The inadequacy of the centre, however, is no excuse for ill treatment or inadequate care of boys. The allegations that have given rise to the present demands for an inquiry concern chiefly one youngster of 15, who was in the centre following appearances in court for offences, who was caned in the separation room of the unit and about whom it is alleged that he was seized by the throat by staff and on another occasion frightened by tales of haunting. There is another allegation that two other boys were set upon and assaulted by boys in the presence of and with the active concurrence of staff, and there are also allegations of ill treatment and assault by staff on other boys.
In addition there has been one incident concerning members of staff. Police were called in after a complaint made by one of the women on the staff. According to the Press, she had been assaulted by one of the male members of staff. A case against him was brought to court on 18th October, but it was not proceeded with. The man agreed to be bound over and the judge agreed that the case should be allowed to lie upon the file. He described the incident as having been horse-play which had got out of hand and, although it was a humiliating experience for the woman concerned, he thought that it would be quite wrong to allow the full panoply of the jury proceedings to be instigated in the case.
The allegations were considered at meetings of the adoption and special services sub-committee of the city council's social services committee and came before the committee at its meeting on 2nd November. The committee decided to recommend to the council that a further independent inquiry should be set up. My information differs from that of my hon. Friend. I understand that the proposal that will come before the full council on 9th November reads:
That the Committee considers it desirable that an inquiry, completely independent of the City Council,
—that is important—
should be held as soon as possible into the various allegations made about the conduct of Woolton Vale; and accordingly, as complaints of maladministration have already been referred to the Local Government Commissioner, urges him, in the event that no statutory inquiry is ordered by the Secretary of
State, to accept those complaints and undertake an investigation into them and into any other matters which might come to his notice during the course of the investigation and which seem to him proper to be enquired into in the context of the allegations made.
I see no cause for the Secretary of State to intervene in the case, at least at this stage. The council is clearly concerned to get at the facts and it will entrust the matter to the Local Government Commissioner. The Commissioner has powers under Section 26 of the Local Government Act 1974 to investigate any such complaint of injustice in consequence of maladministration in connection with action taken by or on behalf of a local authority.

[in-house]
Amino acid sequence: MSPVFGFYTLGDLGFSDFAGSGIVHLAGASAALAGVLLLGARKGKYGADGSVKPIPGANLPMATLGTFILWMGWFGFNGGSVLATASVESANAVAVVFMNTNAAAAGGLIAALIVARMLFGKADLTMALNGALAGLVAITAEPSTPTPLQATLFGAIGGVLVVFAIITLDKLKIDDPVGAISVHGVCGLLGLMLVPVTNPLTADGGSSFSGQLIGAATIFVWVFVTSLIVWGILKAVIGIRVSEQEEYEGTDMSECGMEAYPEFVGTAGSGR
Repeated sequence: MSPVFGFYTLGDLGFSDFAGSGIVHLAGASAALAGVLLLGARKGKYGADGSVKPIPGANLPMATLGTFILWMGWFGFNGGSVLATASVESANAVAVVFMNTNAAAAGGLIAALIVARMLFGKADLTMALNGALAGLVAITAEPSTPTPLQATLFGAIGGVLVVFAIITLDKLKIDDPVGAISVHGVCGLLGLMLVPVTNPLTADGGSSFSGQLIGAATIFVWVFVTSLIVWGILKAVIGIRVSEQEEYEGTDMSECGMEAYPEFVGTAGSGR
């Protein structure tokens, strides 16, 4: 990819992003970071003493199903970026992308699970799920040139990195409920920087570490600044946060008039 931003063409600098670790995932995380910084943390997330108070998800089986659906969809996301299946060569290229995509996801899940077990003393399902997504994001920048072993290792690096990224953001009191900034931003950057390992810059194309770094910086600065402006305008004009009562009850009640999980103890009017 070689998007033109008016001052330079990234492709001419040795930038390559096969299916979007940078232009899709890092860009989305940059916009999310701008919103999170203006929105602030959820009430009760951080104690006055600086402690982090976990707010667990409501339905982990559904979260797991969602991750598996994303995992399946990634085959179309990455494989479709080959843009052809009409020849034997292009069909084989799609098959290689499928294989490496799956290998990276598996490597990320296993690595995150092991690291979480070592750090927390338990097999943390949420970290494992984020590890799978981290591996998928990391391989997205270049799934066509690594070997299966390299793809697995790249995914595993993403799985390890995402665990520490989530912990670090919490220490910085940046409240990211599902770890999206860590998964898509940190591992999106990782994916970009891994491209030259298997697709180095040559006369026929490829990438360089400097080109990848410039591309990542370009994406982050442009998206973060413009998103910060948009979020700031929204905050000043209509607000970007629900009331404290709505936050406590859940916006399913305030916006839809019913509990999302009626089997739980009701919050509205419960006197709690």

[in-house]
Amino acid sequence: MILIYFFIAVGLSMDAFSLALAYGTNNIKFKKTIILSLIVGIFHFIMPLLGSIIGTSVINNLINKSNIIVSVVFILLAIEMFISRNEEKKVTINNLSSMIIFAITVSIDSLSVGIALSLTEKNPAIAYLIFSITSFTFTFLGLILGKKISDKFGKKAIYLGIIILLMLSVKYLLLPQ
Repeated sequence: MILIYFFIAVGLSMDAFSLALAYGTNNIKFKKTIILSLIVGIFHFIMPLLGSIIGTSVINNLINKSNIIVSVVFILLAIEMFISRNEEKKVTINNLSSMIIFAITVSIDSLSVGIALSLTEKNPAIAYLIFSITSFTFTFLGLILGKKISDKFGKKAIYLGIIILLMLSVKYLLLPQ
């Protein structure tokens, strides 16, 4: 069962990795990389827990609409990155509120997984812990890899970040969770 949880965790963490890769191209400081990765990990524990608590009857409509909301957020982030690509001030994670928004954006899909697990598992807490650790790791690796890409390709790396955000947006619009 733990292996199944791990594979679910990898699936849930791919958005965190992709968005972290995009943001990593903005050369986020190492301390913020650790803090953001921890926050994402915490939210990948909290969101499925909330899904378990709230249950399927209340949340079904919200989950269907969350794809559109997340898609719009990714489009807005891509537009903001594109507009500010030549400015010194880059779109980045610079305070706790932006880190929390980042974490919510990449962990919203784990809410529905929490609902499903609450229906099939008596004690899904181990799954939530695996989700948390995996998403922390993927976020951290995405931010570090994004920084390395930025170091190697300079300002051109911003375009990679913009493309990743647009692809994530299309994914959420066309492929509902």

It is entirely for the Commissioner to decide whether he can act and how far he can extend his inquiries. He has not yet taken that decision. Matters that he could look into include, among many other things, a failure to observe rules, and malice towards the person concerned. Several local authorities have themselves endorsed the referral of complaints to the Local Government Commissioner. I understand that the city council will be considering this proposal tomorrow and the Commissioner has still to decide whether or not to accept the reference. As the hon. Member knows, we have of course been in close touch with Liverpool over this case and my regional social work service officers have visited Woolton Vale and are aware of the difficulties experienced in running the centre.
If the Commissioner did not exercise his discretion in favour of an inquiry, it would be possible for the city council to set up an independent inquiry, and our experience is that reports from such inquiries have generally commanded full acceptance from the responsible bodies concerned. I think it best that these matters should be dealt with locally by the responsible authority, if at all possible.
We shall have to see how the dispute goes, but I cannot rule out anything at this stage.
In the unlikely event of the Commissioner not agreeing to the request of the city council, the best conclusion would be for the council to set up an independent inquiry. The Secretary of State and I would have to be satisfied that the inquiry was truly independent and was capable of making an independent assessment of the problem.
My hon. Friend asked in his first letter, which we received on 24th August, whether we would consider closing Wool-ton Vale. I must confess that this is a course of action that—